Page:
The Maritime History of the Great Lakes
Detroit Free Press (Detroit, MI), 25 Apr, 1871

Full Text

BARGE WINDSOR. - The steam ferry Windsor, which was burned a few years since after a comparatively short career, has quite recently been rebuilt. In carrying out the work she has been materially improved, being lengthened, having altogether different bows, and now bears the semblance of a first-class sailing vessel. The material used in the rebuild has been the very best, well bolted and thoroughly fastened. Her length is 114 feet keel, 30 feet beam, 9 feet depth of hold. She is well adapted for either the iron ore or lumber trade, and has one mast with sail. Her lumber capacity is about 300 m [thousand board] feet. She will be ready for business in about three weeks. She costs, completed, about $9,000.

Media Type:
Item Type:
Windsor burned to the waterline at Detroit almost exactly five years prior to this article - on Apr 26, 1866, with the loss of 28-30 lives. She was nearly destroyed when the Detroit and Milwaukee's riverside railroad terminal burned to ashes after the explosion of a barrel of naptha. The steamer DETROIT prevented furthur damage to nearby docks and vessels by pushing the blazing WINDSOR out into the river to burn out.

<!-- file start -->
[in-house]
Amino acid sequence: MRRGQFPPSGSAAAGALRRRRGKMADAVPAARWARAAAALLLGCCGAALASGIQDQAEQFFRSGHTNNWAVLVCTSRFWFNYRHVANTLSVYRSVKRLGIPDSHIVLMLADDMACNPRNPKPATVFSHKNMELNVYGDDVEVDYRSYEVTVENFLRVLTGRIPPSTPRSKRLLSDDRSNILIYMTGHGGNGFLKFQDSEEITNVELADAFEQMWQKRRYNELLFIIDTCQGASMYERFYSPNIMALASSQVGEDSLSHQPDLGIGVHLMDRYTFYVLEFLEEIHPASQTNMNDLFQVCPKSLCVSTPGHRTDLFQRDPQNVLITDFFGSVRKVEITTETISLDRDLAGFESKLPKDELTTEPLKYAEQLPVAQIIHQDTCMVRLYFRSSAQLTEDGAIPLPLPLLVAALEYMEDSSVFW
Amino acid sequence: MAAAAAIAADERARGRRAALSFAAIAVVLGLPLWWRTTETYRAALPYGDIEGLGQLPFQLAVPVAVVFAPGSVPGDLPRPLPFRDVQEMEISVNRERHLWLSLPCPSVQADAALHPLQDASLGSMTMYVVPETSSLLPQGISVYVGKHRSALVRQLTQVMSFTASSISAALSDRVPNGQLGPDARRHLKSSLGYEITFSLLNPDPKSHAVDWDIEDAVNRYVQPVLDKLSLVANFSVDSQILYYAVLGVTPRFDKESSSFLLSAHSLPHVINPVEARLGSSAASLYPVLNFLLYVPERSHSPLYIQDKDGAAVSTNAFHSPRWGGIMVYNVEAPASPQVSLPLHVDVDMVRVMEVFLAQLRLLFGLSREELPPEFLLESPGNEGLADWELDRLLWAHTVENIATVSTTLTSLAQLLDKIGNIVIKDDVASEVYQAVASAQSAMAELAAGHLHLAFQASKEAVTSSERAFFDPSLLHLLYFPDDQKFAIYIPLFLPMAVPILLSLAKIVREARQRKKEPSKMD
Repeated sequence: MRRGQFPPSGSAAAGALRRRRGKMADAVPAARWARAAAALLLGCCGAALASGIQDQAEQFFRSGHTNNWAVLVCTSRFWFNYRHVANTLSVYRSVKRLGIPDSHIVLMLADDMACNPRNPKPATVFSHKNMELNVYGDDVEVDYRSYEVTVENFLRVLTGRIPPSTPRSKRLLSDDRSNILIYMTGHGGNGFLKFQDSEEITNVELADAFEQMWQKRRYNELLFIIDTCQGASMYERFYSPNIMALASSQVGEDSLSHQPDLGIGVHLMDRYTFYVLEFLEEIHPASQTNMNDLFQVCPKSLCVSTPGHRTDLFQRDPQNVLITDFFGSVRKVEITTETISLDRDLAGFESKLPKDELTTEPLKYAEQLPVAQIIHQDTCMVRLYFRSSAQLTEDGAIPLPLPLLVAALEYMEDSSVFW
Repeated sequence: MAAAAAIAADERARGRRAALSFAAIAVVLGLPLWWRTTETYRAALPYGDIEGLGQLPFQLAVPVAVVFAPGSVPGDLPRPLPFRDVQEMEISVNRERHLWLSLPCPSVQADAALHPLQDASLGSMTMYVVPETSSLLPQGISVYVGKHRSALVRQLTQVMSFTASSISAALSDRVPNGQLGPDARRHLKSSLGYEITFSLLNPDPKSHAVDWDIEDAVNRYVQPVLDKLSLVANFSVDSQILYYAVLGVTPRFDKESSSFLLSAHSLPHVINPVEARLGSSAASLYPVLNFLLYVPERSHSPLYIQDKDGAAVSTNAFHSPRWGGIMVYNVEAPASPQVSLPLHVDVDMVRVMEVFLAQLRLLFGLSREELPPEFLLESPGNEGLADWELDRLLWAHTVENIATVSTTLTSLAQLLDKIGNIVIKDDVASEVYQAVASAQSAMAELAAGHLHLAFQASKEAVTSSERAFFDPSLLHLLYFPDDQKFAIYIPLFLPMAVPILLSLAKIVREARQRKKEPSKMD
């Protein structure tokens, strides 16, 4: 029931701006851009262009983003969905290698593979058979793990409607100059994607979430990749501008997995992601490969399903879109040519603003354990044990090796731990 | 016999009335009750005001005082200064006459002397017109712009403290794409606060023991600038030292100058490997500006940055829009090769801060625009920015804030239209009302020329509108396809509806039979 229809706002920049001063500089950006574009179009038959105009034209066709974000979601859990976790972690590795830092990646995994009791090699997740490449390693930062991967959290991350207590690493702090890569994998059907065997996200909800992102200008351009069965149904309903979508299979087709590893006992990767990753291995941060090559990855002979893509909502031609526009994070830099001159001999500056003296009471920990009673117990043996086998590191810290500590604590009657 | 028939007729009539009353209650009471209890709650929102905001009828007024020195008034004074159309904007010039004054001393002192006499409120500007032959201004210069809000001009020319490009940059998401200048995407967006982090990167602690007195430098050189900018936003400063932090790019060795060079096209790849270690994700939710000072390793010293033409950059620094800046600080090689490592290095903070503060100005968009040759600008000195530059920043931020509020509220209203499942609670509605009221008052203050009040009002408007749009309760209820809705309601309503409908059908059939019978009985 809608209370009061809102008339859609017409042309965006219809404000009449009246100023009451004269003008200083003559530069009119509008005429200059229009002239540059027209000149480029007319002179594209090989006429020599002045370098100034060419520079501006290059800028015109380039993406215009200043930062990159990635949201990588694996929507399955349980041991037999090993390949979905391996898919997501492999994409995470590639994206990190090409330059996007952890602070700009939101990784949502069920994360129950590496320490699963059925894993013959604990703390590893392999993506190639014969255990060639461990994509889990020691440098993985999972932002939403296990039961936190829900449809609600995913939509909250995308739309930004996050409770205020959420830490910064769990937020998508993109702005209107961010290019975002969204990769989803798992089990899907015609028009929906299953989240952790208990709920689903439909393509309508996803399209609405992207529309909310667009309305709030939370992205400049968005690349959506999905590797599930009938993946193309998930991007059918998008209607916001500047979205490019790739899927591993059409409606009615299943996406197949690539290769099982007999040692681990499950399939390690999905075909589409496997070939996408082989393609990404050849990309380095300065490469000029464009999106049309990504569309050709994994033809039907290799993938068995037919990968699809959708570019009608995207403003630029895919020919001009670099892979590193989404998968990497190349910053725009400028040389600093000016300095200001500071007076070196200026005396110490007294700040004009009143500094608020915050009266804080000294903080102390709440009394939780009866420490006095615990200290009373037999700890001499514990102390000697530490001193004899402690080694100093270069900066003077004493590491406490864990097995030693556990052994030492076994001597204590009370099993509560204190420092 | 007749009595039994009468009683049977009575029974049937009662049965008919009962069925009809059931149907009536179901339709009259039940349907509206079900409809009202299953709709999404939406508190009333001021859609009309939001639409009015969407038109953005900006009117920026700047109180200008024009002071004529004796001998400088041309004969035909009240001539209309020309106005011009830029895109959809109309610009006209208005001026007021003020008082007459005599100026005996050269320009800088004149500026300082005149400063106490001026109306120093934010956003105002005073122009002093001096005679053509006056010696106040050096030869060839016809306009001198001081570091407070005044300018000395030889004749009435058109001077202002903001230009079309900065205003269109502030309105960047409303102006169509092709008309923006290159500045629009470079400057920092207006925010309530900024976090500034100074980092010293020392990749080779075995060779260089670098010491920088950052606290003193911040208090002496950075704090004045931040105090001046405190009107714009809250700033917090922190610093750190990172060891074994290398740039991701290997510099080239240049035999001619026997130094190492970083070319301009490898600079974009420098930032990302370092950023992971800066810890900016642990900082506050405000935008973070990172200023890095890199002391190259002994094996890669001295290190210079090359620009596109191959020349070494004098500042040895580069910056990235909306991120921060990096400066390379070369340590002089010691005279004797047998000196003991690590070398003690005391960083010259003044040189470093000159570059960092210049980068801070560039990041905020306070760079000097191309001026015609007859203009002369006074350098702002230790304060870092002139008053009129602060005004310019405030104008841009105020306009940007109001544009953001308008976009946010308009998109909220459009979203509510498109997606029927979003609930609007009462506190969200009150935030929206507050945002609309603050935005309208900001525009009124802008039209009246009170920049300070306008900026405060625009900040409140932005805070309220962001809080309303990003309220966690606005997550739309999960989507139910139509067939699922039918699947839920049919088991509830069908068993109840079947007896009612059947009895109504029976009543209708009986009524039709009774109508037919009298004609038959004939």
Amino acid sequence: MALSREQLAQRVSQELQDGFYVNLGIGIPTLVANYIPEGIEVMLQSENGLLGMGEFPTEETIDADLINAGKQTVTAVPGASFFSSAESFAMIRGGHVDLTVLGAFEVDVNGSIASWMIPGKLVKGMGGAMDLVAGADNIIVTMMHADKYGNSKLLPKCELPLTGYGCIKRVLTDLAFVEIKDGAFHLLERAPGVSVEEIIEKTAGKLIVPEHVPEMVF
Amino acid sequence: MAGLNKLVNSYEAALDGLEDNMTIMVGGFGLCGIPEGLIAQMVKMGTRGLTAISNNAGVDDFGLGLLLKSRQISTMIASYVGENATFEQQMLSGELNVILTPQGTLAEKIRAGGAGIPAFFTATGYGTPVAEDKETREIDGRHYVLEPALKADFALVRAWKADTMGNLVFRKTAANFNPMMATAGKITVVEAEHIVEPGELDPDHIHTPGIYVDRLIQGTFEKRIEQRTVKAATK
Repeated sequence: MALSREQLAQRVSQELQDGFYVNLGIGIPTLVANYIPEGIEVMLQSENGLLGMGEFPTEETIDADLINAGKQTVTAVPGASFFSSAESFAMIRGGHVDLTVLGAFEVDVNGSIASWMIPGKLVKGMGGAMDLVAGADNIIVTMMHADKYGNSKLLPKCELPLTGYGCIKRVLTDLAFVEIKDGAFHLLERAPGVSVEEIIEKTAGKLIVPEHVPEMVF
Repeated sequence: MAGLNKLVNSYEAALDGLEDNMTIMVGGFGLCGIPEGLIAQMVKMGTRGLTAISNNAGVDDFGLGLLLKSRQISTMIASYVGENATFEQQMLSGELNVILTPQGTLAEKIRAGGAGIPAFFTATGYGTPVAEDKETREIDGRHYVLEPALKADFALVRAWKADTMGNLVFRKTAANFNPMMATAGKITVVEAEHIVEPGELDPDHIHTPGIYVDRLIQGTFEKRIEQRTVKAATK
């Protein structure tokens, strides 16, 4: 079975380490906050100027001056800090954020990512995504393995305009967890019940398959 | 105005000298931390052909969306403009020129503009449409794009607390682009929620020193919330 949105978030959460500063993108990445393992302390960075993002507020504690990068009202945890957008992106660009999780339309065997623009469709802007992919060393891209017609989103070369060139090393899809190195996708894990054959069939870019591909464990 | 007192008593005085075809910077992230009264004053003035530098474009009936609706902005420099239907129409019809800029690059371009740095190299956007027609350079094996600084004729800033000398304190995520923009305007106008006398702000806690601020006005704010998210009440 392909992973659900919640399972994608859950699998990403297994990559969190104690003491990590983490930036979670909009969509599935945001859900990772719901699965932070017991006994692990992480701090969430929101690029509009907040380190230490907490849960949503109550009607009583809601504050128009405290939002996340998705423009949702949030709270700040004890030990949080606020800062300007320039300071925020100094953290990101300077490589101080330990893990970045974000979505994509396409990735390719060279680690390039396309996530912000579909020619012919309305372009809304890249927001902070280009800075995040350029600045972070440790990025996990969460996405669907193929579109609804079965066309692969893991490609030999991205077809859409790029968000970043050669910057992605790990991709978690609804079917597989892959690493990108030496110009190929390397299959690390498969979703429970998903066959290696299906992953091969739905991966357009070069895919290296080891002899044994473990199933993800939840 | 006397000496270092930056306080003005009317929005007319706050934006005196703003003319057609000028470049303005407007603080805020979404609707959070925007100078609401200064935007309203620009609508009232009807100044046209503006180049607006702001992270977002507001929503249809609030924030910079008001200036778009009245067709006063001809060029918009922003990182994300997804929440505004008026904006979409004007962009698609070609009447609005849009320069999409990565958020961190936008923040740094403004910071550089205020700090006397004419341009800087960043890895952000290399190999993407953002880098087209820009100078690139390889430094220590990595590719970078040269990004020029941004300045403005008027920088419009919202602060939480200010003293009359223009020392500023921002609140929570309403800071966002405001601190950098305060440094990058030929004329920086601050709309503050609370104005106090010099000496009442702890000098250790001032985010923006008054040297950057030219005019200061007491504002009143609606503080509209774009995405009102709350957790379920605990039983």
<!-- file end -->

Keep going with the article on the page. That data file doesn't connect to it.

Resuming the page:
Date of Original:
25 Apr, 1871
Local identifier:
Language of Item:
Dave Swayze
Copyright Statement:
Public domain: Copyright has expired according to the applicable Canadian or American laws. No restrictions on use.
Maritime History of the Great Lakes
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Detroit Free Press (Detroit, MI), 25 Apr, 1871